"I come from a line of Black and going on women who got used to making it through murdered sons who grief kept on pushing who fried chicken ironed swept off the back steps who grief kept for their still alive sons for their sons coming their sons gone just pushing."  

Pressure has to be exerted to make the police less free to shoot our kids, or intrude at will on their bodies. The silent March this summer to protest the Stop and Frisk Policy of the New York City Police Department represented one such action. Many different community groups and individuals came together to demonstrate their objection, and it lit a flame of encouragement in me and others. The numbers of people that came out stretched for blocks down 5th Avenue.  The elders, some frail, who stepped down off buses provided by the NAACP to join in, and the young people in the crowd moved me in particular.

 Mothers and fathers of murdered sons in our communities need to know they are not alone. The Police Commissioners, the Mayors they serve have to know this as well. And we cannot be in denial that some of our murdered sons are at the hands of other youth of color who believe life is collateral for settling "beef." They too need our action.

Sunday, January 22, 2012

Red Tails: The Movie, The Legacy

As many know, the first weekend that a movie opens is the most critical in terms of demonstrating the value (i.e. money making capacity) of a film to those who fund their production. Don't think it applies necessarily to RedTails, the movie of the Tuskegee Air Men who fought to fight in World War II, made by John Lucas and rejected altogether by Hollywood. I went to see it this weekend anyway.

There were no TV ads about the film. Did radio stations catering to Black people advertise it? I can't say. Emails about it were akin to drumming in generations past -- putting out the word. The theatre was far from full, but not as empty as I have seen it for other noteworthy films about people of African descent that weren't about street life. Today, the day after seeing it I got an encouraging report from my dear friend Valerie, an accomplished writer, that Red Tails was #2 at the box office. Never underestimate the drum!

Black men dominated the cast, apparently a part of the problem for Hollywood. Terrence Howard and Cuba Gooding were the brothers I recognized and Terrence Howard was blazing on point. The younger men, whose characters came to life, had faces I've barely or never seen. I could feel them as sons -- raring to go, anxious to display their competency in war, as men, as Black men. It saddens me that war has been a proving ground for many. But then there are many arenas in which Black men and women, 'Firsts,' have risked their lives. The camaraderie among the men in the film was funny and tender, and I cannot imagine the pressure that they and others breaking the color barrier have carried. The pressure of representing the goodness of the race, the pressure to be outstanding and composed in the face of hecklers, doubters, spitters. We stand on the shoulders of so many audacious, brave, and talented people. We cannot fail to carry on in good faith and effort towards enriching the legacy we've been handed, woven with sweat, laughter, blood, creativity, and love, making it more beautiful than we found it, widening its' reach for those coming behind us. So often I find that it is remembering what we know that matters. So much competes for the front row of our attention, and then there is some wisdom we don't even know we have. It is so deep it hasn't been articulated, or it's not so deep, we simply haven't turned inward to ask for it to speak.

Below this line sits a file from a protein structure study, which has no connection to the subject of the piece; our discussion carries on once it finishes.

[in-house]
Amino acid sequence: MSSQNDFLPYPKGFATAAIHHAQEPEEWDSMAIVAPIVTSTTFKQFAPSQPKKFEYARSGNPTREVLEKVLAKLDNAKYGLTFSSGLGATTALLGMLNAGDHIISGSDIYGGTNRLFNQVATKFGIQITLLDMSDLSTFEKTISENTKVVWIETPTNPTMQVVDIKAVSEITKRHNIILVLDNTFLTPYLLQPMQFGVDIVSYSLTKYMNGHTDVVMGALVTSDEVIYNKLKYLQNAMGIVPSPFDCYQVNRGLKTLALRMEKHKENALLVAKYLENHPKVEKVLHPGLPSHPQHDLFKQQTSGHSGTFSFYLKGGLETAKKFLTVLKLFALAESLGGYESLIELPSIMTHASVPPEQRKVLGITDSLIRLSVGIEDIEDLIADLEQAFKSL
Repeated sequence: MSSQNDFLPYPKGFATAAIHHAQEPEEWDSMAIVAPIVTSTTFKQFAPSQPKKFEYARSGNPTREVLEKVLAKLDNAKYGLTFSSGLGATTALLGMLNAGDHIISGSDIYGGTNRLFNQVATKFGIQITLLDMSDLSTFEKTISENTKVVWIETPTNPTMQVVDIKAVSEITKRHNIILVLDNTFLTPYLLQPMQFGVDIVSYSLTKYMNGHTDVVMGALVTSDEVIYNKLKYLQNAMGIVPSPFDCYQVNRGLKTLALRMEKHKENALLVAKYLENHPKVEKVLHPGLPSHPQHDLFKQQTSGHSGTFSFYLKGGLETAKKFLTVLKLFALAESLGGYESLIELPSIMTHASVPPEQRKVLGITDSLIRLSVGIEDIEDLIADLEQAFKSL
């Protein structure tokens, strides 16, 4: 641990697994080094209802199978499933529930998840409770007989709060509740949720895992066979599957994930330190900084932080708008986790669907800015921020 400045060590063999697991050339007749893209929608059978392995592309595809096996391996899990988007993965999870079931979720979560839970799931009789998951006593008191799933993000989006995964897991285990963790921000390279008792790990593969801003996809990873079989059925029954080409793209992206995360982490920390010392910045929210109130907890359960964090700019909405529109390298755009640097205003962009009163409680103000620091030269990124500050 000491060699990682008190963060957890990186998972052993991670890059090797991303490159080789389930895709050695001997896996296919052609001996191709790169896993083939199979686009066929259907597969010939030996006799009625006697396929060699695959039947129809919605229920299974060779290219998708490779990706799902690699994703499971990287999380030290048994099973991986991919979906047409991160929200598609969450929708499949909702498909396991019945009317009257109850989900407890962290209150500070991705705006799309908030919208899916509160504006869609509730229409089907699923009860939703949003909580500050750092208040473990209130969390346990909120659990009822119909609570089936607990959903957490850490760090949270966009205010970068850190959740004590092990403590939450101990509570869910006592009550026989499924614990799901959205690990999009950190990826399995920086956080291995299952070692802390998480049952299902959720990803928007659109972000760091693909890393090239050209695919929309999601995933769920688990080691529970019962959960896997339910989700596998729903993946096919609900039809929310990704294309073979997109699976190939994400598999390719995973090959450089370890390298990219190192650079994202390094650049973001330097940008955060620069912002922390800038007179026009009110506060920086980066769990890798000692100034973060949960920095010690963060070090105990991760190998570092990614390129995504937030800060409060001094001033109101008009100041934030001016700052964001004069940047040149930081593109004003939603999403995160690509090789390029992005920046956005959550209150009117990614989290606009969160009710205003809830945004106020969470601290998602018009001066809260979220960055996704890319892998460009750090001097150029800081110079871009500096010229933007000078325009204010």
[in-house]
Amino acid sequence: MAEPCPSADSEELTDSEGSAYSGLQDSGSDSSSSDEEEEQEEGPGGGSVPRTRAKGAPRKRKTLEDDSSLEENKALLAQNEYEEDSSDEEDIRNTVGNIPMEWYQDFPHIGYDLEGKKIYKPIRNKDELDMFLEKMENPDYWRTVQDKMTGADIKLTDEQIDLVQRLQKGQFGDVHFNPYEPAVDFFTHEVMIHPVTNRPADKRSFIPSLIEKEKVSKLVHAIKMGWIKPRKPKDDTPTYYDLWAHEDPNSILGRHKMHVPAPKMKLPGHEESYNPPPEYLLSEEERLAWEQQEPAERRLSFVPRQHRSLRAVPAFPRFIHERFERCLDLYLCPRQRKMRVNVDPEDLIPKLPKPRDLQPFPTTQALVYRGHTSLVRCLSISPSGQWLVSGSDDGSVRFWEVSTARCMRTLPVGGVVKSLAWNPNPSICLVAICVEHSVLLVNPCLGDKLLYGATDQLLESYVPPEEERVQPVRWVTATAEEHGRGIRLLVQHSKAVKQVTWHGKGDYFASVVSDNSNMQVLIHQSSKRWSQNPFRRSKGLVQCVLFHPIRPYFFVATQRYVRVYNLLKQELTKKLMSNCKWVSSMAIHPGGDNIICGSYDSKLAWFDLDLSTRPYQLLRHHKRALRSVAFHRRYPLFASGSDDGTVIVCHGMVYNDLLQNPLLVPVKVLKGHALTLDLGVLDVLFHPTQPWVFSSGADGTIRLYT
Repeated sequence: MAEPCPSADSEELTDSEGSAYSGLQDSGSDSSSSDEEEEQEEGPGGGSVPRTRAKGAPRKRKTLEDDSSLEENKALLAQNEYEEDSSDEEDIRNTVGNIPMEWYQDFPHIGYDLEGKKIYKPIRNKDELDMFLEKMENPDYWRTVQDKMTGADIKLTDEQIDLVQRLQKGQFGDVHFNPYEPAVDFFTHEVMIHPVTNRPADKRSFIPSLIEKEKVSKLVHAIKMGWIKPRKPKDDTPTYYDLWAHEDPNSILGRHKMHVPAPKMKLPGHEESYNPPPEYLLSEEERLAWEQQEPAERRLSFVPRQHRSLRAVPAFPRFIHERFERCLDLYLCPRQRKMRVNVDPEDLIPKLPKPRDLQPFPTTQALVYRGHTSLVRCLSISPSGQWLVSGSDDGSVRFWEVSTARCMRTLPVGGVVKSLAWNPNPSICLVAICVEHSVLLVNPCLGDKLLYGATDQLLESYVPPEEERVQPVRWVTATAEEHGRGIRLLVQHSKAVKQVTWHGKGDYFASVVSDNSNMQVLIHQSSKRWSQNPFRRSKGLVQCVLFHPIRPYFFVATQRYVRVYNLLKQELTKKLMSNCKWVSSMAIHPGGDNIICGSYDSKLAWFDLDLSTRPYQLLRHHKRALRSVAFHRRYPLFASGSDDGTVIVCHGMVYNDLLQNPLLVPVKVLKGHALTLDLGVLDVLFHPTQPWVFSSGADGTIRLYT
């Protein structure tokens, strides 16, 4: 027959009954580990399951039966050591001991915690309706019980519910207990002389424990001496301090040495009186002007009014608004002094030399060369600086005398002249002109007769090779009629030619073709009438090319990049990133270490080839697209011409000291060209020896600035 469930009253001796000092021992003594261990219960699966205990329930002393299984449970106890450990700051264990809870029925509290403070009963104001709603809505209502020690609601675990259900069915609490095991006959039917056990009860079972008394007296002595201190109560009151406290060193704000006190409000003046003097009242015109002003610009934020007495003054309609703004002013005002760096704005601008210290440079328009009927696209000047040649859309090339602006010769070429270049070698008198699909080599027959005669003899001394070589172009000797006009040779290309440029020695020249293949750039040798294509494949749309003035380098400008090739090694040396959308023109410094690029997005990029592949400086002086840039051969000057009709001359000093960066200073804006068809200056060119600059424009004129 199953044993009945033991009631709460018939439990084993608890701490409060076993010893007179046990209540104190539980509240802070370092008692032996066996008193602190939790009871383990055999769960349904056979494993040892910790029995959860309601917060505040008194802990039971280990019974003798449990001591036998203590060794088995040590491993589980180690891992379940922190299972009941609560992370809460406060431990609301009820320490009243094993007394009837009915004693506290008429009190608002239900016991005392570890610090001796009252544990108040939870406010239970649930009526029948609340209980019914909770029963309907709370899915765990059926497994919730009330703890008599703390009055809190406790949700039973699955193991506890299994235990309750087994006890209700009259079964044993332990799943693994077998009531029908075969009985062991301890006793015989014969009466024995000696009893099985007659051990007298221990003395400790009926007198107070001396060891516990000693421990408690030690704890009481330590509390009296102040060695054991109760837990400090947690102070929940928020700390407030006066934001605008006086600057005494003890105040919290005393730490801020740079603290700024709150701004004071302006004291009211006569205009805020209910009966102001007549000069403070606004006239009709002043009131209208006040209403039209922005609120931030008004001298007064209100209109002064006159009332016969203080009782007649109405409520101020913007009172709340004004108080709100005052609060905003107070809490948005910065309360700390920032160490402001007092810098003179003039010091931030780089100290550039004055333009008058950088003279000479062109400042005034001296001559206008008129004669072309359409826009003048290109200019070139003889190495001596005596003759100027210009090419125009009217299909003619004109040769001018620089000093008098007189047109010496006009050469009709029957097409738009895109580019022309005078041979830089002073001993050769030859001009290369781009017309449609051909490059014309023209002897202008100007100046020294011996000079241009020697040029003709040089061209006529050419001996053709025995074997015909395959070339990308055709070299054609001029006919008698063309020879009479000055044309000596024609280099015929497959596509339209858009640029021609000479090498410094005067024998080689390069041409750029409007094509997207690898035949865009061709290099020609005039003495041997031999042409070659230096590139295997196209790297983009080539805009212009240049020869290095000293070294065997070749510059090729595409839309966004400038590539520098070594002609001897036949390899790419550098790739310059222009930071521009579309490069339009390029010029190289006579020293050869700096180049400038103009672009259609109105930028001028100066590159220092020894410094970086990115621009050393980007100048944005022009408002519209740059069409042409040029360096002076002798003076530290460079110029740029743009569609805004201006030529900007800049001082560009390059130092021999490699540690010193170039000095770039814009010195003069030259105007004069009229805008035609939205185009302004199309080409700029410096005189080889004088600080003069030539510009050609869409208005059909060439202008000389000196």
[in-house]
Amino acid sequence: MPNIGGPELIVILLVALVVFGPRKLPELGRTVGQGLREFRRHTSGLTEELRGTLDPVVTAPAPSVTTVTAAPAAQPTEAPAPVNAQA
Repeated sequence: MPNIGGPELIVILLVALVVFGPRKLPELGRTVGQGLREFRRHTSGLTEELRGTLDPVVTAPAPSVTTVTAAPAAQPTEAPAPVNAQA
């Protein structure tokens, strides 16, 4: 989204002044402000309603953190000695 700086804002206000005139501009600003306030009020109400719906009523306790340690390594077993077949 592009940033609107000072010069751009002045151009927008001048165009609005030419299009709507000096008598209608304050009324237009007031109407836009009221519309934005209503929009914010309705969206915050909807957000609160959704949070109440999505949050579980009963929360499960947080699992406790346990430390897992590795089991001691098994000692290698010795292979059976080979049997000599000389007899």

There are so many ways to remember things, but art has to be among the best!

The film also reminded me of how seminal Tuskegee was in African-American history, the site that gave birth not only to first Black pilots but also to the 1881 founding of a college by Booker T. Washington and to the innovative research of George Washington Carver.

Finally, seeing Red Tails also made me think back to Valerie's father, Bert Wilson, a tall slender, light-hearted man with exquisite taste, a Tuskegee airman. Growing up I was in his presence time and again and never felt the weight of what he endured as a Black pilot in the 1940's. I hadn't met Valerie then, who was away at college, but her sister Pat and I were close friends. Looking back, I wish I had thanked him, acknowledged him as more than my girlfriend's father, but I take joy in remembering him as a man who loved fine wine, a good swim, and the speed of a Porsche, and most of all, a man alive with his ever lit humor.